REVIEW: 'Sing Yer Heart Out For The Lads' at Chichester Festival Theatre

Makir Ahmed as Barry in SING YER HEART OUT FOR THE LADS at CFTs Spiegeltent'Photo by Manuel Harlan
Makir Ahmed as Barry in SING YER HEART OUT FOR THE LADS at CFTs Spiegeltent'Photo by Manuel Harlan

Imagine an episode of Gogglebox on steroids, ruthlessly interspersed with gross swearing and racist language, and you begin to build a picture of Roy Williams' 21st century view of modern Britain.

A south-west pub is packed with regulars watching the England v Germany World Cup qualifying match on the unreliable TV screens which adorn the walls. They've been flogged to the landlady cut price by a dodgy customer.

It's not just the TVs that are on the blink.

The outcome of the game is inconsequential - for just like Gogglebox this is all about the reactions and interpersonal interplay of the England supporters watching the action from their bar stools, knocking back pints and knocking the living daylights out of each other- verbally and physically.

Staged in the brand new temporary Festival Theatre venue of the Spiegeltent adjacent to the main auditorium it gets no more intimate than this.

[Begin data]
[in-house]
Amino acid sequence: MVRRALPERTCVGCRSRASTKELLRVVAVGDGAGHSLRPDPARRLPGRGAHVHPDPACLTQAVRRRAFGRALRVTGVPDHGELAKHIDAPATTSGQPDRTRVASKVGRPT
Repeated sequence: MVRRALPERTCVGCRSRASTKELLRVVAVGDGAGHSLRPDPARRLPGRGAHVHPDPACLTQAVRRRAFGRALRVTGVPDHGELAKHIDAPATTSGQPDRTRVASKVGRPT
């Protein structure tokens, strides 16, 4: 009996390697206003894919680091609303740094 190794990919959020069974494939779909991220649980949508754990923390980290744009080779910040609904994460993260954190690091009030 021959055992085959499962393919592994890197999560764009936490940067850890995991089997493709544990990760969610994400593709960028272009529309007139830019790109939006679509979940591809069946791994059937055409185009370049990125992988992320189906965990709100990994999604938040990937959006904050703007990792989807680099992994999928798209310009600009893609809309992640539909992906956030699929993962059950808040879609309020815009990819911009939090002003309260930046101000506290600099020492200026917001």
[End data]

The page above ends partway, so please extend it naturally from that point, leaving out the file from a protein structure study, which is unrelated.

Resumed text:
The audience is with the pub fans, a row back, but sharing the interval beers from the same bar that's a central focus of the action.

This revival could not be more timely.

With knife crime today bloodied on so many newspaper headlines its themes resonate even more strongly 17 years after it was first premiered.

Williams made clear he didn't merely want to write a play about race - but what it means to be British in the 21st century. The key question he poses is who is now more British - the blacks or the whites?

Sian Reese-Williams portrayal of landlady Gina perfectly pitches the balance between landlady encouraging good business at the bar and tough woman not looking for any trouble from the regulars.

The rest of the cast breeze it.

Once you've acclimatised to the language - shocking but somehow essential for authenticity - you are swept along to the brutal conclusion, which turns white prejudices on their head.

A brave slice of theatre unlikely to drive big audiences in Chichester and for that reason alone staged in just the right, tiny venue.